- The current practice with other State health modality regulation is to license at an entry training level only. Unlike the proposed massage bill, State licensing of other health modalities does not include multiple tiers. The proposed two tier system of certification in this bill is elitist. The drafters of the bill obviously feel that those with 500 hours of training deserve the title of massage therapists, while those with 250 hours of training should only be called massage practitioners. The inference is that massage therapist is a more prestigious title. Well, perhaps so. But, designating 500 hour level with the premier title, as opposed to 250 hour level, is intellectually dishonest considering that there is no evidence to support such a supposition.
- There is no industry evidence that entry level massage training needs to exceed 100-200 hours. Please note that Beverly, a representative of an organization with a 500 hour requirement, states unequivocally that her employees with 100 hours of training are competent massage therapists.
- For their own purposes, there are a number of stakeholders who wish to require training levels far exceeding that which is needed for entry level work. The fact that they desire members of their organizations or employees to have a higher level of education is no reason for the State to accommodate their wishes by requiring excessive hours.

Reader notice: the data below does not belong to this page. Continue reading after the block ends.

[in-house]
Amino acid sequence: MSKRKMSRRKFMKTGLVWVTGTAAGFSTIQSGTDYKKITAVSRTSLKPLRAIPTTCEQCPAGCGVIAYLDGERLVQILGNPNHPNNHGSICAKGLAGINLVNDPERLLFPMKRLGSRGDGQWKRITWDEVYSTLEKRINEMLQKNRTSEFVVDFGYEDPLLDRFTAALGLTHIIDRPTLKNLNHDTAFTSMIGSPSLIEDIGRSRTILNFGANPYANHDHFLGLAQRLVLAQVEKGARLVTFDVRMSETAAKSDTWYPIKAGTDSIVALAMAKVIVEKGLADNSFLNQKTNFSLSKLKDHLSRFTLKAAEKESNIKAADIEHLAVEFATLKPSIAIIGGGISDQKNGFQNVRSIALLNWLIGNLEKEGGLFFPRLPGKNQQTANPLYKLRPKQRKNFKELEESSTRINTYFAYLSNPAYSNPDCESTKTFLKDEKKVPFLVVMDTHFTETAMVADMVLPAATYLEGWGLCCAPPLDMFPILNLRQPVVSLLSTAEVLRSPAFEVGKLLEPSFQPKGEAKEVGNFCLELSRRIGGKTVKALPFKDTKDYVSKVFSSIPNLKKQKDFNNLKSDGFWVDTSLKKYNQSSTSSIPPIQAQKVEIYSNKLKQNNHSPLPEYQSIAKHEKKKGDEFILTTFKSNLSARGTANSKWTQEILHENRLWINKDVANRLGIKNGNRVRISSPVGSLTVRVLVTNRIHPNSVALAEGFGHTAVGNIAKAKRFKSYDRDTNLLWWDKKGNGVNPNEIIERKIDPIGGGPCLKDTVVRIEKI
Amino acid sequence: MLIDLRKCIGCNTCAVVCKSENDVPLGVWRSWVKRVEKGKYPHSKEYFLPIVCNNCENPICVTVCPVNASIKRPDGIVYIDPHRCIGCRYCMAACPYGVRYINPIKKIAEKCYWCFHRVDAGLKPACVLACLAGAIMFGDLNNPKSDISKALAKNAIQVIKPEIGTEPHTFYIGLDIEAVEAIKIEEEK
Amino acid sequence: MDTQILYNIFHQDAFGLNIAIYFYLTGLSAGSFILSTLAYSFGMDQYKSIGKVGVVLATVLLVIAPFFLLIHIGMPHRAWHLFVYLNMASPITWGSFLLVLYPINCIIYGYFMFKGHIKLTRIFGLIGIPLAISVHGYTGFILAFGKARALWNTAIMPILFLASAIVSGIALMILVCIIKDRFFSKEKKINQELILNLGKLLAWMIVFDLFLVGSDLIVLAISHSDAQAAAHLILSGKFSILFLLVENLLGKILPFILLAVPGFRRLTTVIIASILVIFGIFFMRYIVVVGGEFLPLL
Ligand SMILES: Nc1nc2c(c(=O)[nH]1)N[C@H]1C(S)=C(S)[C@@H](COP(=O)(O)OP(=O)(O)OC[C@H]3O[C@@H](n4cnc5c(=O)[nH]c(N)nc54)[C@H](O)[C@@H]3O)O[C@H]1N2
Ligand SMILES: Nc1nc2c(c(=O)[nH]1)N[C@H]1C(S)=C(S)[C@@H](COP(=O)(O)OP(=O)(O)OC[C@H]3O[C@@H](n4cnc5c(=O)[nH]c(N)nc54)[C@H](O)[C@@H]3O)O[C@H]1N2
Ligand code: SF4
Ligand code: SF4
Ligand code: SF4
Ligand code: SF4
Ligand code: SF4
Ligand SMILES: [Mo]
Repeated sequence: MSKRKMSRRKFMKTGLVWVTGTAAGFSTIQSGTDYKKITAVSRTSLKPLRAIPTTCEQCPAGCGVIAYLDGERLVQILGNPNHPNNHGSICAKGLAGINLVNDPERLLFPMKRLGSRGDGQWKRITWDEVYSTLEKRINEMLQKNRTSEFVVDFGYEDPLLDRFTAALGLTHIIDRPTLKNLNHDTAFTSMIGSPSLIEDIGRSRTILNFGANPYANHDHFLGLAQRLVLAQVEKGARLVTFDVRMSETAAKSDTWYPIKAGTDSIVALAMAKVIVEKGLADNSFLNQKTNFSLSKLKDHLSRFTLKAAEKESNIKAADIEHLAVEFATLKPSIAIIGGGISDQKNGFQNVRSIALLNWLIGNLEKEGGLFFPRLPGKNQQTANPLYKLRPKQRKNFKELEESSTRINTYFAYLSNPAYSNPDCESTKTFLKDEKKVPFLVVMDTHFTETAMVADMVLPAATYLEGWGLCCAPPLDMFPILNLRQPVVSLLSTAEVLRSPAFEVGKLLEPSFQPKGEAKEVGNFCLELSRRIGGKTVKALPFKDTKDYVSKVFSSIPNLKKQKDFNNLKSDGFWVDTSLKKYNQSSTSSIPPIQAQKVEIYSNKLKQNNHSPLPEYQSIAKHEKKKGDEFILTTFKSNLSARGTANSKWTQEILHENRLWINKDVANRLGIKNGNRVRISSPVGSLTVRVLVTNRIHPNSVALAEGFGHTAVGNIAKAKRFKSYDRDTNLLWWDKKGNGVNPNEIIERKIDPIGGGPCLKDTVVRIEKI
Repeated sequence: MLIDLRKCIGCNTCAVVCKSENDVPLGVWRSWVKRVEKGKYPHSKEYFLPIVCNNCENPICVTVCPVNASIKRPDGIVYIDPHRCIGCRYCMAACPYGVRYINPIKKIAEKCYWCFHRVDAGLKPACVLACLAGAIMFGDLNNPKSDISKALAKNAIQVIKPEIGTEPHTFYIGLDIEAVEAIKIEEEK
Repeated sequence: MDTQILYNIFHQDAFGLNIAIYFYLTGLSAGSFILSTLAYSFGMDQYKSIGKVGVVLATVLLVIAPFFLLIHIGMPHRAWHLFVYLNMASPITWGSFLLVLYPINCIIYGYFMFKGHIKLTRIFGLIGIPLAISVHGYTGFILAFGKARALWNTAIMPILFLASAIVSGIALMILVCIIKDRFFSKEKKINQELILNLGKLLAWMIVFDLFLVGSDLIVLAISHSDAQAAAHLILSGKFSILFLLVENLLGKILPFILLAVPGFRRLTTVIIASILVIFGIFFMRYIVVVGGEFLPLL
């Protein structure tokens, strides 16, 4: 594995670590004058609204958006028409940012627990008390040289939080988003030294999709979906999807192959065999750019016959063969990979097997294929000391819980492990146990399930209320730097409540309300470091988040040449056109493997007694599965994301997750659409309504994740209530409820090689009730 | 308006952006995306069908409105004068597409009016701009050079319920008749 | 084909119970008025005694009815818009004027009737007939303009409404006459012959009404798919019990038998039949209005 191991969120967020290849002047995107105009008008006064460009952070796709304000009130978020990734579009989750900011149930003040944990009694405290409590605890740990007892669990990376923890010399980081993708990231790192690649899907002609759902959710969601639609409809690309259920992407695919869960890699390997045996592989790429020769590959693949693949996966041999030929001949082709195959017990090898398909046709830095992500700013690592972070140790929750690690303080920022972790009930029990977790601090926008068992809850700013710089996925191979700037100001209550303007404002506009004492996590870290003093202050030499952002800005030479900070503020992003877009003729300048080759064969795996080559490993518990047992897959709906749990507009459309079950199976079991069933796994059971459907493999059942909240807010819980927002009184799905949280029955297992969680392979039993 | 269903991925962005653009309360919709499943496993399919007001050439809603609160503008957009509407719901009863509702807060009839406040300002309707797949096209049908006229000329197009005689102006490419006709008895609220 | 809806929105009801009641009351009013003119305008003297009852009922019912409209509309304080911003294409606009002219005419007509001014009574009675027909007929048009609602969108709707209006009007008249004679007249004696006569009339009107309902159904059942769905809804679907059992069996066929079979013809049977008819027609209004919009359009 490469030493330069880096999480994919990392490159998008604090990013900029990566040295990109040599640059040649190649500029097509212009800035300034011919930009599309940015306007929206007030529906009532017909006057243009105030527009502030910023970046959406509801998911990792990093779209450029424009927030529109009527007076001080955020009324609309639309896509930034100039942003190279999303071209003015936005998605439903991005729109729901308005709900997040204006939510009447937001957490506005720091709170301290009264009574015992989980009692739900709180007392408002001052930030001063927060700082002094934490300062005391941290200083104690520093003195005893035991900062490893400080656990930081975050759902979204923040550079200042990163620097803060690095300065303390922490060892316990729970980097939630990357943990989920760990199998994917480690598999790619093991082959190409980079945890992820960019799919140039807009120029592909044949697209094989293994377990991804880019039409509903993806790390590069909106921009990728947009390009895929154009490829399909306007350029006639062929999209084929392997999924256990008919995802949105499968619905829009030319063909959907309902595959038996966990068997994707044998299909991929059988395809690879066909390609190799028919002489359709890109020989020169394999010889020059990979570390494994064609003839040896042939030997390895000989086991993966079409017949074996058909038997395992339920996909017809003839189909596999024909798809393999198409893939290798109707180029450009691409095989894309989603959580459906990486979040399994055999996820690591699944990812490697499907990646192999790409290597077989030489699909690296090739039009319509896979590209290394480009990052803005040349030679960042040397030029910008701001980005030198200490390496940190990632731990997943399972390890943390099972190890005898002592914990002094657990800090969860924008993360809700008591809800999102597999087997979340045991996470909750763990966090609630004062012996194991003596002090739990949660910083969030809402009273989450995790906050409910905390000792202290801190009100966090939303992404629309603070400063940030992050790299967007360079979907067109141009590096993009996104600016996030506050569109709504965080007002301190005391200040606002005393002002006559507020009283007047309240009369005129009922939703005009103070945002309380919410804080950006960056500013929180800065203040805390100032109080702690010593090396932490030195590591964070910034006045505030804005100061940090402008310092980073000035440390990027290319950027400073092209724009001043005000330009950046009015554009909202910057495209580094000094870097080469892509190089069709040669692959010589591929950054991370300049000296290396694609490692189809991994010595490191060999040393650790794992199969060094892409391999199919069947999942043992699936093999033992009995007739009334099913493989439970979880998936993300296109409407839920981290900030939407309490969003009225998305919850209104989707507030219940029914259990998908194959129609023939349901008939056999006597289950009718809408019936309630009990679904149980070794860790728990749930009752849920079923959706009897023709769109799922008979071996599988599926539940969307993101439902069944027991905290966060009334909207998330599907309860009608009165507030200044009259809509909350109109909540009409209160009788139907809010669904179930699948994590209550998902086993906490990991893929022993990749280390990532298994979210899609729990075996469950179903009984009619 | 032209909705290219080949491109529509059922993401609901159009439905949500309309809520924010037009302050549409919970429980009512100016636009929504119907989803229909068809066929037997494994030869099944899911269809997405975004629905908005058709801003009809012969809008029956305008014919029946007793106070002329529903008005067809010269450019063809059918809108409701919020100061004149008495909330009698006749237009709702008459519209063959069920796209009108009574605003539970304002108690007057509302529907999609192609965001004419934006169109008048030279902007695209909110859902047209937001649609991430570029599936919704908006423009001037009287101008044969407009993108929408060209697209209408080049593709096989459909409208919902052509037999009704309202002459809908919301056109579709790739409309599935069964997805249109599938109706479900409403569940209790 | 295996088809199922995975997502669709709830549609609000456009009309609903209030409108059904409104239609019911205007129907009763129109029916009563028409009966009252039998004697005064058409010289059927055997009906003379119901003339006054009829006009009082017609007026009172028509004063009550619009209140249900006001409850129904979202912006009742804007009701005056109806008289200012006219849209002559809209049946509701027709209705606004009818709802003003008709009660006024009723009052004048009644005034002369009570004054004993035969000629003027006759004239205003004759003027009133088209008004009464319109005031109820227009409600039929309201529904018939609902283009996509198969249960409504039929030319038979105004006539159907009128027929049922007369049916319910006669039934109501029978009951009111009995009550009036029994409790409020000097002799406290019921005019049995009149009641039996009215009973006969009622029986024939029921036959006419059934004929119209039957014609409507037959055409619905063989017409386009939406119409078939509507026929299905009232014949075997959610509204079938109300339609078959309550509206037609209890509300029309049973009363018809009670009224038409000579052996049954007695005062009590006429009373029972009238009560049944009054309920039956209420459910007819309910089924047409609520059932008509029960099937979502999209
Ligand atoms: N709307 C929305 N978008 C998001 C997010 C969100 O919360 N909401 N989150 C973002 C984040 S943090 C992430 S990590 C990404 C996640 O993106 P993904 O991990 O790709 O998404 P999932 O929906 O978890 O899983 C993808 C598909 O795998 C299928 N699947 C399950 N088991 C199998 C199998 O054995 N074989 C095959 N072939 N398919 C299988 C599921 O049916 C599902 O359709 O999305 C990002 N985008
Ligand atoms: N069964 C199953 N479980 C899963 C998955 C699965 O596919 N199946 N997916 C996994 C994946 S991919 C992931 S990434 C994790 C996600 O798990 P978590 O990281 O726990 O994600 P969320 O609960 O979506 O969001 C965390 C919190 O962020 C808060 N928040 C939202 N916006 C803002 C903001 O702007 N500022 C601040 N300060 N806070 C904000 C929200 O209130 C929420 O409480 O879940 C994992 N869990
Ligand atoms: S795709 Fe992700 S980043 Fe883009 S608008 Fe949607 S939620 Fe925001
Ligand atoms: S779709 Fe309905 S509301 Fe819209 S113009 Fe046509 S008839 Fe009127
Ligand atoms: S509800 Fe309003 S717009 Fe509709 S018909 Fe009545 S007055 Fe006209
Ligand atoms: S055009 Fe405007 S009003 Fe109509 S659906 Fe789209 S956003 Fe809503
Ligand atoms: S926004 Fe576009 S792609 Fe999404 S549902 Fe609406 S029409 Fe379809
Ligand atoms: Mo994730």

- Any massage therapist currently licensed by a local jurisdiction should be grandfathered.
Here are my closing comments relative to Beverly’s text and this blog. I am a passionate advocate for the underdog with little inclination to compromise the principles outlined herein. Beverly’s words reveal her to be currently much more politically pragmatic than I. That could be because she has been intimately involved in the proposed legislation for a long period of time. She is probably correct about the current political prospects.
Thank you Beverly for having a good heart and working on this bill. But you are mistaken, this is not where we need to be. The spirituality of massage is far bigger and more inclusive than the elitism of this bill. Just because much of the rest of the country is foolishly charging ahead does not mean that California has to follow.
That having been said, I don’t want to give up. I want the stakeholders to rise above their self-interest for the good of the state citizenry and for the good of all massage therapists. I want the underdog to have a voice that is heard. I don’t want this bill as it is written. Without substantive philosophical changes to the bill, I say kill the bill and try again some other time. Does anyone want to join me for a little windmill jousting? It’s the right thing to do.